- Sinus bradycardia
- First-degree atrioventricular block
- Second-degree atrioventricular block, 2:1 conduction
- Second-degree atrioventricular block, Mobitz type I (Wenckebach)
- Second-degree atrioventricular block, Mobitz type II
- Complete heart block
This patient was diagnosed with a second-degree atrioventricular block, 2:1 conduction. The initial ECG shows a ventricular rate of 36 BPM, with an atrial rate of 72 BPM. There are more P waves than QRS complexes, indicating the presence of an atrioventricular block. In this case, there are always two P waves for each QRS complex (Figure 1 and Figure 2).
Careful analysis of the rhythm reveals that P waves are conducted in a 2:1 ratio, with every other P wave “dropped,” or failing to conduct through the atrioventricular (AV) node. When P waves are conducted but intermittently dropped, it is referred to as second-degree AV block, which comes in two varieties: Mobitz I (or Wenckebach) and Mobitz II.
Mobitz I occurs when conduction is progressively delayed through the AV node and eventually fails. It is represented by progressively prolonging PR intervals followed by a dropped P wave. It does not always represent pathology, particularly when seen in younger or physically fit individuals with high vagal tone.
Mobitz II occurs when the infranodal conduction system intermittently fails, resulting in intermittently dropped P waves but consistent PR intervals when conducted. Mobitz II usually occurs with preexisting conduction disease (eg, combination of bundle branch and fascicular blocks), is always pathologic, and is more likely to progress to complete heart block.
When AV block occurs in a 2:1 ratio (Figure 2), it is impossible to distinguish between Mobitz I and Mobitz II; therefore, 2:1 AV block is simply referred to as “2:1 AV block.” When the QRS is narrow, as in this case, Mobitz I is more likely; however, it is prudent to assume the worst scenario (ie, Mobitz II) and transfer for an electrophysiology study and/or pacemaker placement unless more information suggests otherwise.1-3
In this case, another ECG was performed after a short period of time, which revealed Mobitz I conduction (Figure 3 and Figure 4).
In Figure 3, there are periods of 3:2 block, where the PR interval prolongs before the QRS is dropped. This confirms the diagnosis of second-degree atrioventricular block, Mobitz type I (Wenckebach). This is illustrated again in Figure 4.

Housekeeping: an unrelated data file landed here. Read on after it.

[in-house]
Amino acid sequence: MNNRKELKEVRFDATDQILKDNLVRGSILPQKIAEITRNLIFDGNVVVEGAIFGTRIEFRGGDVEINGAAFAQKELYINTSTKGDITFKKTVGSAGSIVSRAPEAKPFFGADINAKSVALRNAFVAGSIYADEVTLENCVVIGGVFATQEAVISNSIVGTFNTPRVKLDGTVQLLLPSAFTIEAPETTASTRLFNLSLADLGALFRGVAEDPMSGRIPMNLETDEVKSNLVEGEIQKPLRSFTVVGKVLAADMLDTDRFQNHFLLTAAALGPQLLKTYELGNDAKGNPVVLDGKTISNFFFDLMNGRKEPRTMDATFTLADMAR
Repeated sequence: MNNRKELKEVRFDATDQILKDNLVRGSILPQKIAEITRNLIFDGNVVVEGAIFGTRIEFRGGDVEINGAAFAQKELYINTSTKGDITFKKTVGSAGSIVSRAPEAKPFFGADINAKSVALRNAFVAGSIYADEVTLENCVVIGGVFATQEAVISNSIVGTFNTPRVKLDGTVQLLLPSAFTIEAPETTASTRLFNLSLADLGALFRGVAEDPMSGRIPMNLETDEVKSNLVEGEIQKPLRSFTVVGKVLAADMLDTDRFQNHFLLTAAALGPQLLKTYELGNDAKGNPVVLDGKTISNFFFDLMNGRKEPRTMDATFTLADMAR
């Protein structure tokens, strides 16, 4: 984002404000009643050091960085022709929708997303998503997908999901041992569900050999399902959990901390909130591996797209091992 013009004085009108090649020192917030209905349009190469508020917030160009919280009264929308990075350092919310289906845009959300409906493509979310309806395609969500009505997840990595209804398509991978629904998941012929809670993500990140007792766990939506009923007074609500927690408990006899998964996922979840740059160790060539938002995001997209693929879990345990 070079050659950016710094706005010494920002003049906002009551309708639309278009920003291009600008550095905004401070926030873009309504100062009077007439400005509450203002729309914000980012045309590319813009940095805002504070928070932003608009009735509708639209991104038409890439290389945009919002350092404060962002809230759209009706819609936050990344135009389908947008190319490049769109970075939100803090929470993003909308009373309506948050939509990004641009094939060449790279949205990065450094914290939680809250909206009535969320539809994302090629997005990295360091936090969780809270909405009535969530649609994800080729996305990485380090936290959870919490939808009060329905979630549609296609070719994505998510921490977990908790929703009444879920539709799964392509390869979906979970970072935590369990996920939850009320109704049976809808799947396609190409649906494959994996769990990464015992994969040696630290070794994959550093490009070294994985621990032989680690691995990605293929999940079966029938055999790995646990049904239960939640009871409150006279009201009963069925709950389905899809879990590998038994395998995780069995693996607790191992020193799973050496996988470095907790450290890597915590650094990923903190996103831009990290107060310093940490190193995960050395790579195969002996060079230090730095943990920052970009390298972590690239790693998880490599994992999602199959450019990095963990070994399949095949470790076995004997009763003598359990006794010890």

Although Mobitz I is often benign, this patient is 79 years old with known coronary artery disease and is symptomatic with nausea and vomiting. Therefore, he was transferred for pacemaker placement.
Learnings/What to Look for
- The presence of more P waves than QRS complexes should prompt consideration of an atrioventricular block
- In general, a first-degree AV block and second-degree Mobitz I block are unlikely to progress to complete heart block, especially in young and healthy patients
- It is impossible to distinguish between Mobitz I and Mobitz II with a fixed 2:1 ratio. Serial ECGs may help make the diagnosis
- With a fixed 2:1 AV block, it is safest to assume Mobitz II due to its high risk of progression to third-degree AV block
Pearls for Initial Management and Considerations for Transfer
- Consider patient demographics when analyzing AV nodal blocks; in a young patient, first-degree AV block is likely a benign finding. It may, however, represent serious pathology in an older patient with known heart disease and/or with preexisting conduction disturbances
- Patients with 2:1 AV block should be transferred to a facility capable of pacemaker placement
- Da Costa D, Brady WJ, Edhouse J. Bradycardias and atrioventricular conduction block. Br Med J. 2002;324(7336):535-538.
- de Pádua F, Pereirinha A, Marques N, et al. Conduction defects. In: Macfarlane PW, van Oosterom A, Pahlm O, et al, eds. Comprehensive Electrocardiology. London: Springer London; 2010:547-604.
- Kusumoto FM, Schoenfeld MH, Barrett C, et al. 2018 ACC/AHA/HRS Guideline on the Evaluation and Management of Patients with Bradycardia and Cardiac Conduction Delay: A Report of the American College of Cardiology/American Heart Association Task Force on Clinical Practice Guidelines and the Heart Rhythm Society. Circulation. 2019;140(8):e382-e482.
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